YouTube’s ‘Pointless’ stars: A Discussion.


This week I’ve found my twitter feed being spammed by hateful tweets directed towards Sunday Times columnist Katie Glass. I don’t follow any of these people, she’s been retweeting them. Here are a few of the most venomous:

Intrigued by such vitriolic messages I caught up on Katie’s article in question, ‘Totally Pointless’, where Glass invites us to meet the British YouTube clique who have captured the hearts (or maybe just the attention spans) of today’s internet-overloaded youth. Without wishing to make this a trend I’ve decided to write another blog in response to an article of Glass’s… it’s not my fault that I continually agree with/am inspired by her ideas.

Glass does kind of ‘lay into’ the group comprising of Alfie Deyes, Zoe Sugg (AKA Zoella), Joe Sugg (Zoe’s brother) & Co so I can see why their fans would be upset. But they’re upset because she’s called them pointless and a little boring… so they’re upset because she’s right. As Katie points out in her opening paragraph, “If you haven’t heard of Alfie Deyes, then you are old. Simple.”(1)

At the tender age of 21 I didn’t think I could yet be deemed ‘old’, but in the age of the internet I suppose anyone who once had a MySpace account is considered a fossil. I’m actually surprised that so many teenagers apparently read The Sunday Times Magazine at this point. In spite of this enlightenment, it’s not that I’m not a YouTube fan. I keep up to date with several channels who I suppose are a little more grown-up but out of the nine profiled tweens in Glass’ article I was aware of only one YouTuber’s existence: the permanently congenial Zoella. And not for good reason.


Here she is being delightfully agreeable and, as ever, encouraging her fans to do the same…

Zoella is an interesting dichotomy who has come under both positive and negative criticism for her affect on (and control of?) her teenage girl audience. She supposedly empowers young women, a term which I think is both lost on and loosely used by many. To empower is to catalyse someone or something with the tools of self-confidence, to make someone stronger and able to control the direction of their life and life choices. Empowerment shouldn’t rely on a winter skincare do’s and don’ts or how to attain the perfect fishtail braid… Chloe Hamilton’s article for The Independent last week drew my attention on this point in particular so without wishing to regurgitate her sentiments here’s an extract:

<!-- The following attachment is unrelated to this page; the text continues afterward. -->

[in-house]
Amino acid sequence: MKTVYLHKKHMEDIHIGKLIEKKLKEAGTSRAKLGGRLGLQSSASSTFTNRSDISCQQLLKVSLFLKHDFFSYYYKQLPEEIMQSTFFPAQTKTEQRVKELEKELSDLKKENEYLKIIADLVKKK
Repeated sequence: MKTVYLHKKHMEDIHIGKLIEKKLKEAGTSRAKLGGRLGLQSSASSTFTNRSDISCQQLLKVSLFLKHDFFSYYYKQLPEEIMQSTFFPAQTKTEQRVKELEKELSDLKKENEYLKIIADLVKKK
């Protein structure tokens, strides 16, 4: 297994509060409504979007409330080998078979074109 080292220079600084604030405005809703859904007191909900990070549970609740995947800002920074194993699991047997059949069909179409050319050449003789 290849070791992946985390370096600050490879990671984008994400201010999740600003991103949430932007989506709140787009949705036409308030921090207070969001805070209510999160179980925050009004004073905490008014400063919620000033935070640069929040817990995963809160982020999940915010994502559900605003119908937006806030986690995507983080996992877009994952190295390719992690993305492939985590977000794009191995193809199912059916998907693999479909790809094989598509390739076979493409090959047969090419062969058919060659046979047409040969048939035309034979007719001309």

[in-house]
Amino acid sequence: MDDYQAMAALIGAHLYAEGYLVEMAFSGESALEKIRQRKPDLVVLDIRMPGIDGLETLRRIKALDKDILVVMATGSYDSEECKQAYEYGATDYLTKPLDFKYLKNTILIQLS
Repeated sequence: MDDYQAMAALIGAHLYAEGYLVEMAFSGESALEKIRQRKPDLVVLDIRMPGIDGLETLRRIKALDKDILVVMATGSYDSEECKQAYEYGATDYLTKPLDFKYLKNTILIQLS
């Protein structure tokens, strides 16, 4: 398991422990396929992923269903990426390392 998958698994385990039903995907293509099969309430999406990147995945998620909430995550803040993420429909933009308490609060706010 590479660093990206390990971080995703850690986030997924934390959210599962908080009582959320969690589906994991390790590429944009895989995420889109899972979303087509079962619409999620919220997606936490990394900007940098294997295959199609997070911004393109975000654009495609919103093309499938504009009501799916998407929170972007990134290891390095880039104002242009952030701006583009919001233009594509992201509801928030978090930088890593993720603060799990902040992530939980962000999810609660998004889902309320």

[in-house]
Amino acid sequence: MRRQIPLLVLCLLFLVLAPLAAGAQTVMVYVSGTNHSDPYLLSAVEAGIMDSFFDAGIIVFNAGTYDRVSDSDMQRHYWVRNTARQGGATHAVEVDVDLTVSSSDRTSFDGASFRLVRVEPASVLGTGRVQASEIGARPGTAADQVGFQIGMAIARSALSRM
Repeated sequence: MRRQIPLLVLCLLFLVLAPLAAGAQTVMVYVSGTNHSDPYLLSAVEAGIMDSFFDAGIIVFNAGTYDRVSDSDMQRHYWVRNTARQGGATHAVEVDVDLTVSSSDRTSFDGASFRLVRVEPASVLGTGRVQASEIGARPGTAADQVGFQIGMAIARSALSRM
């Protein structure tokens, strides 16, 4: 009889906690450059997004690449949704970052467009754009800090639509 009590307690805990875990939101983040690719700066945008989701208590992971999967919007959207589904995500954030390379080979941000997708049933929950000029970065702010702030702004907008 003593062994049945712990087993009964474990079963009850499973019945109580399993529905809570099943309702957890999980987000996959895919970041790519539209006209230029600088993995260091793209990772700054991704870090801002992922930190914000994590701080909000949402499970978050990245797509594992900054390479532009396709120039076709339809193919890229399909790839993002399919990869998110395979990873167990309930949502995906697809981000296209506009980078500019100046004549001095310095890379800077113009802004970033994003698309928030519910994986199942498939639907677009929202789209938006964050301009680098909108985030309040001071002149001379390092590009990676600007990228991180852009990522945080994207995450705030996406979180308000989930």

“At the 2014 Teen Choice awards, where she was named the Choice Web Star: Fashion/Beauty, she told a reporter that if she could give her teenage followers one piece of advice, it would be to fret less about their appearance. “When you’re younger you worry about so many things that you don’t need to worry about like image, appearance,” she coos to the camera, without an ounce of irony in her singsong voice, as though unaware that she’s forged an entire career by prattling on to young girls about how to look good.”(2)

Basically, Zoella is fresh-faced deception at your fingertips. If your fingertips are 15 years old and impressionable.

As for the rest of the article I find it hard for fans to be so angry at Glass for outing these online personalities as pointless when Alfie Deyes’ main YouTube channel is entitled ‘PointlessBlog’, where his most watched video is ‘Ariana Grande does my makeup’ and is presumably as pointless as the channel’s name suggests. With little or no intellectual matter at play it is entirely worrying that so many susceptible teenagers (because the subscribers are well into the millions) are depending on these channels for….for what?

The close of Glass’ article sees her searching for a reason behind the popularity of these characters. It’s comfort, she says. I agree with this point. “I was lying in bed when I finally got it. Watching a video of Alfie, wandering around the shops, buying T-shirts and trainers, then going home to show Zoe. Mundane, yes, but also strangely comforting.”(3) Tweets like this one definitely substantiate her claim:

So is the sole purpose of the 2014 YouTube star to provide saccharine, no-pressure, one-way company for the lonely and confused youth of today? To combat boredom just as new Lego or Furbies did 5 years ago, before all-the-children-ever had iPads?

She continues: “But perhaps it’s because they are so beige, or vanilla, that so many young people can relate to them.”(4) She’s right. This lot are straight-up sanitised vanilla milkshake: you’d rather chocolate or strawberry but it’ll hit the spot, kind of, if that’s the only choice.

That’s where I’m chiming in. They’re not the only choice. For more thought-provoking YouTube surfing I advise checking out these other popular channels: